It took just under a decade for Haas’ work to reach the UK, but a downright incomprehensible 42 years for Gérard Grisey‘s masterpiece to travel the 214 miles from its Paris 1974 world première to London. Dérives (‘drifts’) emerges from the clarity of the orchestra tuning up, arguably the work’s most crystal clear moment. From this point of departure, Grisey slowly manoeuvres the players—moving as two separate groups, an amplified ensemble of thirteen players and the rest of the orchestra—across an uncertain sea. Slowly is putting it mildly; oftentimes, Dérives is about an unhurried as orchestral music gets, chords materialising out of thin air, pitches imperceptibly gaining purchase or losing grip on their focus, blankets of texture subject to the most infinitesimal wafts of wind. But despite appearances, there’s no stasis here, never a complete lack of movement, nor is what happens merely a kind of organic evolution. Grisey throws rocks into the water, causing marked repercussions (or, as with the very first of them, actually reducing volatility) and shifts in the direction and character of the music. Yet the plausibility of its procession of ideas is absolute, encompassing an impressively wide range, from soft radiant light early on to a febrile texture of shivers and swells, through violent, halting staccato blurts followed by rude ululations into a gorgeous nocturnal environment of freely floating pitches. As with Haas, despite the extreme contrasts of its mode of expression, everything holds together and remains cohesive, enabling Dérives to attain at its end an entranced state of ecstasy. One of the truly great orchestral works of the twentieth century, it’s astounding and no small disgrace to British orchestras that it’s taken so long to come here; hopefully after receiving this wondrous performance, it’ll stick around for a while.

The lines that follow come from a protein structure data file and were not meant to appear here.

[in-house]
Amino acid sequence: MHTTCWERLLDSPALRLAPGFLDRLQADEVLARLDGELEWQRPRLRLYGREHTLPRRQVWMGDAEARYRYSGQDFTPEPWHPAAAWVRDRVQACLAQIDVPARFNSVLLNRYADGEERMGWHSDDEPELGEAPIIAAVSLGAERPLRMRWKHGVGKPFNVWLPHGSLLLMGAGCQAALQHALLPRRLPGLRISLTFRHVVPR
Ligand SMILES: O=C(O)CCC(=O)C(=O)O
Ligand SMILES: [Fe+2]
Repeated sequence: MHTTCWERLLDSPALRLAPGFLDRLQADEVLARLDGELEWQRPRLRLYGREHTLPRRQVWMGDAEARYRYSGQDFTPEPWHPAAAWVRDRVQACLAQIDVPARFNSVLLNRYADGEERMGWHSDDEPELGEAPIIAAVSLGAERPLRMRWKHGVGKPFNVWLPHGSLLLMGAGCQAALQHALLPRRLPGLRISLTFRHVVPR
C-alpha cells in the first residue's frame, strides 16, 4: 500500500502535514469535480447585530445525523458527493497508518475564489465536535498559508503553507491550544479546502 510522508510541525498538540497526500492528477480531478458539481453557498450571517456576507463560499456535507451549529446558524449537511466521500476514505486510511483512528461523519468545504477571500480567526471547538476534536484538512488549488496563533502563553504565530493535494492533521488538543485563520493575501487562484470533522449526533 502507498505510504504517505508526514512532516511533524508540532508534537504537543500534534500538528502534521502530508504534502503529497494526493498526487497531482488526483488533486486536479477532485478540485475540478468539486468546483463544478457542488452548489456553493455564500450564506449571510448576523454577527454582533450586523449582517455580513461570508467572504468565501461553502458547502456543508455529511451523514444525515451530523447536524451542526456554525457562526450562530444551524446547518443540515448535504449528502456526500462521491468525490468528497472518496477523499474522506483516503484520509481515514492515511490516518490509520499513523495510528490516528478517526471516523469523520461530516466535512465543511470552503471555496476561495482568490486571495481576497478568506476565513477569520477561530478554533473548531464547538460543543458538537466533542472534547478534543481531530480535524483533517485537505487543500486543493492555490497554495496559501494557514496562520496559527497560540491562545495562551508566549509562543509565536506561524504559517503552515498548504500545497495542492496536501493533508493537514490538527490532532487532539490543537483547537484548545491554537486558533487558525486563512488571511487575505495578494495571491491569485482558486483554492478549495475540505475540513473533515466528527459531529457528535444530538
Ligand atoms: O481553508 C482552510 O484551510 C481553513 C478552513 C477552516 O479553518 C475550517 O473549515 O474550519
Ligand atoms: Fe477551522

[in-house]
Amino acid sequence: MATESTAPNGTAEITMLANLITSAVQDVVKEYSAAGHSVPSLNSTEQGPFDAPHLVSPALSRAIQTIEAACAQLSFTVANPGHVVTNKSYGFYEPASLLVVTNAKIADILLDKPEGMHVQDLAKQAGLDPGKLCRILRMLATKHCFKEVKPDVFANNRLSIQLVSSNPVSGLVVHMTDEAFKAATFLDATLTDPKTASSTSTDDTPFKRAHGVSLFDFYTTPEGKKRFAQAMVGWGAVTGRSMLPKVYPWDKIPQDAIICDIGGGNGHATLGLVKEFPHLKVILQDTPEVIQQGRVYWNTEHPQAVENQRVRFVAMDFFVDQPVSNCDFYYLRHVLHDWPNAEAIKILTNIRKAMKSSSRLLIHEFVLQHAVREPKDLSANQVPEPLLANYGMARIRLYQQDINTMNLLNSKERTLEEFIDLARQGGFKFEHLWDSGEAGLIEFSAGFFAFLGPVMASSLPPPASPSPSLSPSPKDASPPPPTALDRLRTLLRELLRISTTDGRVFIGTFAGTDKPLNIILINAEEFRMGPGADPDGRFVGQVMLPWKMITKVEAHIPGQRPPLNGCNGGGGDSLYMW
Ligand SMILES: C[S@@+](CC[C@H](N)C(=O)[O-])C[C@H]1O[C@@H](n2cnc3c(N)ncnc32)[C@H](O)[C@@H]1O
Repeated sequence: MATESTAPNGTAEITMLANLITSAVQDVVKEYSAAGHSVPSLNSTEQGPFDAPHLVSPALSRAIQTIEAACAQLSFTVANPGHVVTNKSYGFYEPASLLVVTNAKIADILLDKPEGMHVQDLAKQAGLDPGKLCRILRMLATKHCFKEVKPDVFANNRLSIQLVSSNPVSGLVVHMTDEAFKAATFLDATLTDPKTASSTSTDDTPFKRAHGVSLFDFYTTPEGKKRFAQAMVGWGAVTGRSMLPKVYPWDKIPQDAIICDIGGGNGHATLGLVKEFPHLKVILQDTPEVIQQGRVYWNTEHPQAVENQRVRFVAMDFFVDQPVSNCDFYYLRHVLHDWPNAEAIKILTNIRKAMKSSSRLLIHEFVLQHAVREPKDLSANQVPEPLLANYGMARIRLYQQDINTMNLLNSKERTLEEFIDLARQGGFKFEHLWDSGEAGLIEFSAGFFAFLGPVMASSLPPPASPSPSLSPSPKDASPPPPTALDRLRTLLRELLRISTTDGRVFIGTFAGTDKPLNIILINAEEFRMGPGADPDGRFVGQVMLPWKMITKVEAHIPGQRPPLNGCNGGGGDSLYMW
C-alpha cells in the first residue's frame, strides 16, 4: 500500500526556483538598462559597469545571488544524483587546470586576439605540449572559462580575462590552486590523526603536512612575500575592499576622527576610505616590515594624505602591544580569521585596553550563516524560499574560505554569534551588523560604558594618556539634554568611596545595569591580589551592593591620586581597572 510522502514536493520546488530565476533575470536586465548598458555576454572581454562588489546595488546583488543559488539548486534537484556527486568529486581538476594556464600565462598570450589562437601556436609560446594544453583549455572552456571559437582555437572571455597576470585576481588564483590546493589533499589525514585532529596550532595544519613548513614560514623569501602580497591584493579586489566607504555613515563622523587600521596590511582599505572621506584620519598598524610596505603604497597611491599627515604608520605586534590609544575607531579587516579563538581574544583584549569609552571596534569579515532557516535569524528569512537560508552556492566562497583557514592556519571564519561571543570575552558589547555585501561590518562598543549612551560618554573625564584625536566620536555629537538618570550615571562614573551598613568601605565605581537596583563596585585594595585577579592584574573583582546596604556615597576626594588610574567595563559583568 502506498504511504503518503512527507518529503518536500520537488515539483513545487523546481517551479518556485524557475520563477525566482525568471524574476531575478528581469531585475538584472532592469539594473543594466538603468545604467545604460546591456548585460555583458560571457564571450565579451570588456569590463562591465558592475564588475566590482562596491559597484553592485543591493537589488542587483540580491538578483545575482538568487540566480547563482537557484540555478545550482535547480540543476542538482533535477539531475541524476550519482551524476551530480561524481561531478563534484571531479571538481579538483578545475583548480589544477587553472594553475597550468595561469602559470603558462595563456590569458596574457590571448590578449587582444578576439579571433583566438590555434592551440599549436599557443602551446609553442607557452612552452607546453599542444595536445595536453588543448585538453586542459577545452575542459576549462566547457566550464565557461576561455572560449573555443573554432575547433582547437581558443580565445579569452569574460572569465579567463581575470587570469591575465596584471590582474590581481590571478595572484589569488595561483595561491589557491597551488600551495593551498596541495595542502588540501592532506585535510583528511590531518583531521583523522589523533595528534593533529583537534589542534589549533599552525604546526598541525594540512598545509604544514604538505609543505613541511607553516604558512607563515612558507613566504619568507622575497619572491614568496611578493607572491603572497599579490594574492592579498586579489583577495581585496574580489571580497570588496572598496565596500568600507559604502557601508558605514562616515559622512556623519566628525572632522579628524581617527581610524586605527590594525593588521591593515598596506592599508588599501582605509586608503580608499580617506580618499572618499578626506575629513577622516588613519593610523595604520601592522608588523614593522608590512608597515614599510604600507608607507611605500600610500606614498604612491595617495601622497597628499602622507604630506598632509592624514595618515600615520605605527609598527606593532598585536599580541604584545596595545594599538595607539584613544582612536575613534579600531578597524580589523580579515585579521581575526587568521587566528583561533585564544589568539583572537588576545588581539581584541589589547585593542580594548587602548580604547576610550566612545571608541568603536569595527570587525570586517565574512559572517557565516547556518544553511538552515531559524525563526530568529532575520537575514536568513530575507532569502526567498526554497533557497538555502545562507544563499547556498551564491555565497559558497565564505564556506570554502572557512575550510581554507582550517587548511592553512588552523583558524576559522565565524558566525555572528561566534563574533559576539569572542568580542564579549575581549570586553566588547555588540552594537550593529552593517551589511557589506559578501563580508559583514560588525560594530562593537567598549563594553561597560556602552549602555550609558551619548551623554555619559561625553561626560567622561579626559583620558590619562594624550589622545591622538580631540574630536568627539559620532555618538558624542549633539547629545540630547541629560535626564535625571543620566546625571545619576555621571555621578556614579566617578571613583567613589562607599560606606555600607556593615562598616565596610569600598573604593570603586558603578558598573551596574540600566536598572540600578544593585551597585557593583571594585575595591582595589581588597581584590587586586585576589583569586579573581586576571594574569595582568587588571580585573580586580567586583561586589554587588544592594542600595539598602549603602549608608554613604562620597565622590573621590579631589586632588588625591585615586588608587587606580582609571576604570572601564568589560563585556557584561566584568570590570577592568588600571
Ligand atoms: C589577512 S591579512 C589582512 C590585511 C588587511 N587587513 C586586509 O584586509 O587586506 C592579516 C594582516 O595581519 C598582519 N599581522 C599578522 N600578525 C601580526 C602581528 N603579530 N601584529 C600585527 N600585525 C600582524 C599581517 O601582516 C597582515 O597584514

In an almost entire contrast to these pieces, David Sawer‘s new ballet piece (for the Royal Ballet, though strangely the world première was sans dancers) April \ March is all clarity. Beginning from a tentative, meandering melodic line embellished with an assortment of gestures (skittering upper strings, isolated pizzicati, rising staccato wind phrases), the first of its three movements is cyclic, beautifully coming to resemble an intricately fashioned music box with a multitude of concentric layers moving at different rates. Sawer then manhandles the music into a more lively, pointed form, rendering it rather breathless, as though the orchestra lacked the energy to execute it properly. It falls to an oboe to show the way, passing through a quick-fire sequence of episodes (each with their own type of motoric rhythmic repetitions, some less regular than others) until suddenly falling into a soft, lilting, muted melody, with a perpetual inclination to rise. Sawer then brings about a texture of his own, made from blunt, prodding staccatos, until a rather magnificently bold trombone lets rip with some splendid nonsense. A lovely section combining high strings with vibraphone follows (a throwback to the marvellous delicacy at the start), but there’s a nagging sense that the continual stream of invention in April \ March is a little over-long; the last five or six minutes in particular, despite a return from that swaggering trombone, sound tenuously connected and lend the piece a certain arbitrariness. Nonetheless though, as one expects from David Sawer, there are genuinely magical, memorable moments in April \ March, but perhaps the lack of its choreographic visual element makes too much of it sound insufficient.